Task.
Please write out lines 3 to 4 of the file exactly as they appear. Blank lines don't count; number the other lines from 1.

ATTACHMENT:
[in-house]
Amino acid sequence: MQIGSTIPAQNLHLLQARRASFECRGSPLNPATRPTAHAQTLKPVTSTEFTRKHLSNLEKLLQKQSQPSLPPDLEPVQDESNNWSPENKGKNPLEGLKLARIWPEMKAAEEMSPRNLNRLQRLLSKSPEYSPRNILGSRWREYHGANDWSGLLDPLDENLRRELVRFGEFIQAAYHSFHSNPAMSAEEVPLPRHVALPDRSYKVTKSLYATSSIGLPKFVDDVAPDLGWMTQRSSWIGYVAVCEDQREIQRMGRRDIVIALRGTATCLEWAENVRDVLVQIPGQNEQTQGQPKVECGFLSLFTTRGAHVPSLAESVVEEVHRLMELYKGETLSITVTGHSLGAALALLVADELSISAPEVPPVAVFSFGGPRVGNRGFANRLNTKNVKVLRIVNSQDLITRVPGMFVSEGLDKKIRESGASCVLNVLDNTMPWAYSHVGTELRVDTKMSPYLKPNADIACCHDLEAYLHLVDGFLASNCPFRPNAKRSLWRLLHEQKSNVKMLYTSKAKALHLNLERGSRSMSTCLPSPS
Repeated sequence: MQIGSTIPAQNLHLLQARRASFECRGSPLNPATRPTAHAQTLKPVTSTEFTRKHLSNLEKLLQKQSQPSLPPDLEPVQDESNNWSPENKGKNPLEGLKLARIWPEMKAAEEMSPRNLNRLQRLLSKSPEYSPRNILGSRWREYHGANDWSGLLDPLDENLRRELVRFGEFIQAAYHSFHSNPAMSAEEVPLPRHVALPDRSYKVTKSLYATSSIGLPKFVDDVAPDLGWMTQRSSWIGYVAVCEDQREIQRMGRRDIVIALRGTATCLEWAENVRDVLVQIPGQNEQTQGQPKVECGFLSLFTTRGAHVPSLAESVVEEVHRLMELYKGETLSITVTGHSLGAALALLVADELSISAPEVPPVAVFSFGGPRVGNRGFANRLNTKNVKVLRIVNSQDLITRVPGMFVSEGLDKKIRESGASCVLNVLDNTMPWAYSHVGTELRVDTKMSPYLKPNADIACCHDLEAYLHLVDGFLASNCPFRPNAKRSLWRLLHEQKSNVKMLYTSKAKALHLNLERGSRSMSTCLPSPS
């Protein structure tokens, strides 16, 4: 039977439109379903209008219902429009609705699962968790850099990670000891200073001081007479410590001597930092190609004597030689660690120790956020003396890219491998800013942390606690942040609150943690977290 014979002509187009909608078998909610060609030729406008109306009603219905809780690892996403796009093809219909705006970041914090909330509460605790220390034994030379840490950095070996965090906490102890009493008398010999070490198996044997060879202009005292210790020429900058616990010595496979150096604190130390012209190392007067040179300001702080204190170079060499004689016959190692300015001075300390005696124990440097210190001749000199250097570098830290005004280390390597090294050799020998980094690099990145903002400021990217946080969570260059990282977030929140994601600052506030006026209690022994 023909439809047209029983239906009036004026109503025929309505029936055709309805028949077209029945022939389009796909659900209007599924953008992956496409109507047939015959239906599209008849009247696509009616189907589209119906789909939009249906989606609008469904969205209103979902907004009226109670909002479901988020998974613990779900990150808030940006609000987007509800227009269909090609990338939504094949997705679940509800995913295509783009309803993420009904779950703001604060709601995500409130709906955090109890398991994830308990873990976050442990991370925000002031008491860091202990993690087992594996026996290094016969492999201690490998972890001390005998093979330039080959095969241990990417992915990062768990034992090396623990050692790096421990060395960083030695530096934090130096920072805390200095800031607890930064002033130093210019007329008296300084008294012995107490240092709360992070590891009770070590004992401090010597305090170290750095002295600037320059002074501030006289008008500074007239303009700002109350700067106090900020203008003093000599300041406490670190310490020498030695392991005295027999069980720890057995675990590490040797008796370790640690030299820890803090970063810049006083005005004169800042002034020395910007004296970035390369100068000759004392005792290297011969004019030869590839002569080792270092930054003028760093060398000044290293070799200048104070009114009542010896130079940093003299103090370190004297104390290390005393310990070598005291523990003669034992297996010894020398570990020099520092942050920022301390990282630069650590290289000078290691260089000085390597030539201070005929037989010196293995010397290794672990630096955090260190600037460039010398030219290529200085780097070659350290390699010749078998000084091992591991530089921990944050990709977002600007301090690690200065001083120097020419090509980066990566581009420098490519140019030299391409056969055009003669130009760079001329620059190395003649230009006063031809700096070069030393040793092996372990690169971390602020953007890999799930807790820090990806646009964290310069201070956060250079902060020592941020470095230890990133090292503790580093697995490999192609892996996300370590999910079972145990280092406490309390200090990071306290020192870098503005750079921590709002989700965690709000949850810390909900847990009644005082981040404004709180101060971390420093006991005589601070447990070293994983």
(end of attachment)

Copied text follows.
Repeated sequence: MQIGSTIPAQNLHLLQARRASFECRGSPLNPATRPTAHAQTLKPVTSTEFTRKHLSNLEKLLQKQSQPSLPPDLEPVQDESNNWSPENKGKNPLEGLKLARIWPEMKAAEEMSPRNLNRLQRLLSKSPEYSPRNILGSRWREYHGANDWSGLLDPLDENLRRELVRFGEFIQAAYHSFHSNPAMSAEEVPLPRHVALPDRSYKVTKSLYATSSIGLPKFVDDVAPDLGWMTQRSSWIGYVAVCEDQREIQRMGRRDIVIALRGTATCLEWAENVRDVLVQIPGQNEQTQGQPKVECGFLSLFTTRGAHVPSLAESVVEEVHRLMELYKGETLSITVTGHSLGAALALLVADELSISAPEVPPVAVFSFGGPRVGNRGFANRLNTKNVKVLRIVNSQDLITRVPGMFVSEGLDKKIRESGASCVLNVLDNTMPWAYSHVGTELRVDTKMSPYLKPNADIACCHDLEAYLHLVDGFLASNCPFRPNAKRSLWRLLHEQKSNVKMLYTSKAKALHLNLERGSRSMSTCLPSPS
């Protein structure tokens, strides 16, 4: 039977439109379903209008219902429009609705699962968790850099990670000891200073001081007479410590001597930092190609004597030689660690120790956020003396890219491998800013942390606690942040609150943690977290 014979002509187009909608078998909610060609030729406008109306009603219905809780690892996403796009093809219909705006970041914090909330509460605790220390034994030379840490950095070996965090906490102890009493008398010999070490198996044997060879202009005292210790020429900058616990010595496979150096604190130390012209190392007067040179300001702080204190170079060499004689016959190692300015001075300390005696124990440097210190001749000199250097570098830290005004280390390597090294050799020998980094690099990145903002400021990217946080969570260059990282977030929140994601600052506030006026209690022994 023909439809047209029983239906009036004026109503025929309505029936055709309805028949077209029945022939389009796909659900209007599924953008992956496409109507047939015959239906599209008849009247696509009616189907589209119906789909939009249906989606609008469904969205209103979902907004009226109670909002479901988020998974613990779900990150808030940006609000987007509800227009269909090609990338939504094949997705679940509800995913295509783009309803993420009904779950703001604060709601995500409130709906955090109890398991994830308990873990976050442990991370925000002031008491860091202990993690087992594996026996290094016969492999201690490998972890001390005998093979330039080959095969241990990417992915990062768990034992090396623990050692790096421990060395960083030695530096934090130096920072805390200095800031607890930064002033130093210019007329008296300084008294012995107490240092709360992070590891009770070590004992401090010597305090170290750095002295600037320059002074501030006289008008500074007239303009700002109350700067106090900020203008003093000599300041406490670190310490020498030695392991005295027999069980720890057995675990590490040797008796370790640690030299820890803090970063810049006083005005004169800042002034020395910007004296970035390369100068000759004392005792290297011969004019030869590839002569080792270092930054003028760093060398000044290293070799200048104070009114009542010896130079940093003299103090370190004297104390290390005393310990070598005291523990003669034992297996010894020398570990020099520092942050920022301390990282630069650590290289000078290691260089000085390597030539201070005929037989010196293995010397290794672990630096955090260190600037460039010398030219290529200085780097070659350290390699010749078998000084091992591991530089921990944050990709977002600007301090690690200065001083120097020419090509980066990566581009420098490519140019030299391409056969055009003669130009760079001329620059190395003649230009006063031809700096070069030393040793092996372990690169971390602020953007890999799930807790820090990806646009964290310069201070956060250079902060020592941020470095230890990133090292503790580093697995490999192609892996996300370590999910079972145990280092406490309390200090990071306290020192870098503005750079921590709002989700965690709000949850810390909900847990009644005082981040404004709180101060971390420093006991005589601070447990070293994983």